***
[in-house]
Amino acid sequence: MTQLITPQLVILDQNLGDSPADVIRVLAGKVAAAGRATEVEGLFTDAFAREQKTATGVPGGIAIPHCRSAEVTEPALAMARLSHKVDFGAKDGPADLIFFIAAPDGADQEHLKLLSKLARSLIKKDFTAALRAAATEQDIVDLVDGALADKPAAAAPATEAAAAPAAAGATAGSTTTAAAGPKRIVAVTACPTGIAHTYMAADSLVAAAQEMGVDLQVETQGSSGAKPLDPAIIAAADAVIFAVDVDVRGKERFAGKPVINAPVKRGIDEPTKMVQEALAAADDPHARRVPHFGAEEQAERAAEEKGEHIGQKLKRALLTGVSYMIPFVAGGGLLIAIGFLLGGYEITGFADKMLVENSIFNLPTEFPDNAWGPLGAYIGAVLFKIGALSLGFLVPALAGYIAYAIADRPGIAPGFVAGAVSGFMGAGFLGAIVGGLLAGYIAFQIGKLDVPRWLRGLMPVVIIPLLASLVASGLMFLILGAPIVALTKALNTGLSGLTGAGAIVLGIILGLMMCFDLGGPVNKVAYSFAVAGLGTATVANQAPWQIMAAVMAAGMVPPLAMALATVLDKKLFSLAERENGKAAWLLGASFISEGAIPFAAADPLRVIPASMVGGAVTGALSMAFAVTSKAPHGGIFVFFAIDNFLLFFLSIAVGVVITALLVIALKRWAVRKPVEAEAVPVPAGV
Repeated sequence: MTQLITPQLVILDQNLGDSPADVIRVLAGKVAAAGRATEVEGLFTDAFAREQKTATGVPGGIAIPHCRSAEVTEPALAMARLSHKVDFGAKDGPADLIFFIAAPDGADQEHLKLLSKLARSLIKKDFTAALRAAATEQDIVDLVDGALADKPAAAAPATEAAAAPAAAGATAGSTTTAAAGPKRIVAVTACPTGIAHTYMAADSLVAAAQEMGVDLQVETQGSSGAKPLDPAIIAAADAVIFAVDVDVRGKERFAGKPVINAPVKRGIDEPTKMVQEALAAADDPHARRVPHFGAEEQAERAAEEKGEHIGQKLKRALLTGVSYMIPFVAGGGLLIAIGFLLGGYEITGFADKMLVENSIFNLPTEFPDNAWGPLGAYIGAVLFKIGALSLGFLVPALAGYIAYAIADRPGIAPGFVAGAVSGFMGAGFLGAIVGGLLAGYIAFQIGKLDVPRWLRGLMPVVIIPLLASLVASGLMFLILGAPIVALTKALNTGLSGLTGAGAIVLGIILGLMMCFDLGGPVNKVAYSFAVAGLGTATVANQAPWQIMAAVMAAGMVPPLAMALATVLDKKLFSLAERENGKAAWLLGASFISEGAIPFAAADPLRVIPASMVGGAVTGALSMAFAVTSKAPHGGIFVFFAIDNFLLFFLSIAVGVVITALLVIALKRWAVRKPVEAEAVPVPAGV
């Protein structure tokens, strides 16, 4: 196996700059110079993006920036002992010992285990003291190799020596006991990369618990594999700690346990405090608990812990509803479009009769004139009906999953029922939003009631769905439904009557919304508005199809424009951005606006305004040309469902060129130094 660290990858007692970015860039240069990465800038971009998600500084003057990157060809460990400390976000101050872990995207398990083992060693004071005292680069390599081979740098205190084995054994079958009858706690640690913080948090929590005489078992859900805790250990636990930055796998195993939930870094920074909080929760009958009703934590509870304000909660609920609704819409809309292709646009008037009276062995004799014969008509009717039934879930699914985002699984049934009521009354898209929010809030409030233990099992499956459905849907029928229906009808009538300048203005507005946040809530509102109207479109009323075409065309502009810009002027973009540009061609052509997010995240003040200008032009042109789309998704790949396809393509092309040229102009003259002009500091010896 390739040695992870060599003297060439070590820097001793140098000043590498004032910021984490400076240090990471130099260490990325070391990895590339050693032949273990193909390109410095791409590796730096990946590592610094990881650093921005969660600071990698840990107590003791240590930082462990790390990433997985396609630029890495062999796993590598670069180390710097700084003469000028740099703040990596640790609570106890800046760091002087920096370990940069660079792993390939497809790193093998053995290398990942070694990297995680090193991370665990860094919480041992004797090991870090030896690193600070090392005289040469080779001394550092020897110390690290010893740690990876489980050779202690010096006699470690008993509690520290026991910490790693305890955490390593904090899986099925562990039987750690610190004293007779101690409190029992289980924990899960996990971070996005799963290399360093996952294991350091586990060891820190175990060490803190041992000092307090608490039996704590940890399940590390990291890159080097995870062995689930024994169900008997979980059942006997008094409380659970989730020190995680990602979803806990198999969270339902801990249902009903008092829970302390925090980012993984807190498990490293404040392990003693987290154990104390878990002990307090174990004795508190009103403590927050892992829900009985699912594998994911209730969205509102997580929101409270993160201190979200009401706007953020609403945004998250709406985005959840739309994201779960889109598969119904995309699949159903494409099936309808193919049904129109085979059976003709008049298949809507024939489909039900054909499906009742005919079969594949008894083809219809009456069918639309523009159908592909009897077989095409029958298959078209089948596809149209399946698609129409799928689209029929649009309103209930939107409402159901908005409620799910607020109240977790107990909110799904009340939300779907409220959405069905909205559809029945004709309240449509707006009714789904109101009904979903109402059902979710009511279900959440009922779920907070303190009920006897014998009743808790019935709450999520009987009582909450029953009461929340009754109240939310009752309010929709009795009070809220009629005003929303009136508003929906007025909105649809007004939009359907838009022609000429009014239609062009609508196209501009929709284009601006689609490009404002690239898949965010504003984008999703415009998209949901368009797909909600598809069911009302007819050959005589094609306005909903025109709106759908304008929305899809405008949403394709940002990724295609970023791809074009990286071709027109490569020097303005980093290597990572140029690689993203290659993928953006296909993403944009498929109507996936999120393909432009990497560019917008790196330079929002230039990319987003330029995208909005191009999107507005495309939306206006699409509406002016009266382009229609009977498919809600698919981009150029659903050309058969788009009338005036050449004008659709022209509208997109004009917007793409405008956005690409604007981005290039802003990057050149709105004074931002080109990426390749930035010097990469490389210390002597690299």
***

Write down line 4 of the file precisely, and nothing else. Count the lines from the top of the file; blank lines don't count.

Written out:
């Protein structure tokens, strides 16, 4: 196996700059110079993006920036002992010992285990003291190799020596006991990369618990594999700690346990405090608990812990509803479009009769004139009906999953029922939003009631769905439904009557919304508005199809424009951005606006305004040309469902060129130094 660290990858007692970015860039240069990465800038971009998600500084003057990157060809460990400390976000101050872990995207398990083992060693004071005292680069390599081979740098205190084995054994079958009858706690640690913080948090929590005489078992859900805790250990636990930055796998195993939930870094920074909080929760009958009703934590509870304000909660609920609704819409809309292709646009008037009276062995004799014969008509009717039934879930699914985002699984049934009521009354898209929010809030409030233990099992499956459905849907029928229906009808009538300048203005507005946040809530509102109207479109009323075409065309502009810009002027973009540009061609052509997010995240003040200008032009042109789309998704790949396809393509092309040229102009003259002009500091010896 390739040695992870060599003297060439070590820097001793140098000043590498004032910021984490400076240090990471130099260490990325070391990895590339050693032949273990193909390109410095791409590796730096990946590592610094990881650093921005969660600071990698840990107590003791240590930082462990790390990433997985396609630029890495062999796993590598670069180390710097700084003469000028740099703040990596640790609570106890800046760091002087920096370990940069660079792993390939497809790193093998053995290398990942070694990297995680090193991370665990860094919480041992004797090991870090030896690193600070090392005289040469080779001394550092020897110390690290010893740690990876489980050779202690010096006699470690008993509690520290026991910490790693305890955490390593904090899986099925562990039987750690610190004293007779101690409190029992289980924990899960996990971070996005799963290399360093996952294991350091586990060891820190175990060490803190041992000092307090608490039996704590940890399940590390990291890159080097995870062995689930024994169900008997979980059942006997008094409380659970989730020190995680990602979803806990198999969270339902801990249902009903008092829970302390925090980012993984807190498990490293404040392990003693987290154990104390878990002990307090174990004795508190009103403590927050892992829900009985699912594998994911209730969205509102997580929101409270993160201190979200009401706007953020609403945004998250709406985005959840739309994201779960889109598969119904995309699949159903494409099936309808193919049904129109085979059976003709008049298949809507024939489909039900054909499906009742005919079969594949008894083809219809009456069918639309523009159908592909009897077989095409029958298959078209089948596809149209399946698609129409799928689209029929649009309103209930939107409402159901908005409620799910607020109240977790107990909110799904009340939300779907409220959405069905909205559809029945004709309240449509707006009714789904109101009904979903109402059902979710009511279900959440009922779920907070303190009920006897014998009743808790019935709450999520009987009582909450029953009461929340009754109240939310009752309010929709009795009070809220009629005003929303009136508003929906007025909105649809007004939009359907838009022609000429009014239609062009609508196209501009929709284009601006689609490009404002690239898949965010504003984008999703415009998209949901368009797909909600598809069911009302007819050959005589094609306005909903025109709106759908304008929305899809405008949403394709940002990724295609970023791809074009990286071709027109490569020097303005980093290597990572140029690689993203290659993928953006296909993403944009498929109507996936999120393909432009990497560019917008790196330079929002230039990319987003330029995208909005191009999107507005495309939306206006699409509406002016009266382009229609009977498919809600698919981009150029659903050309058969788009009338005036050449004008659709022209509208997109004009917007793409405008956005690409604007981005290039802003990057050149709105004074931002080109990426390749930035010097990469490389210390002597690299």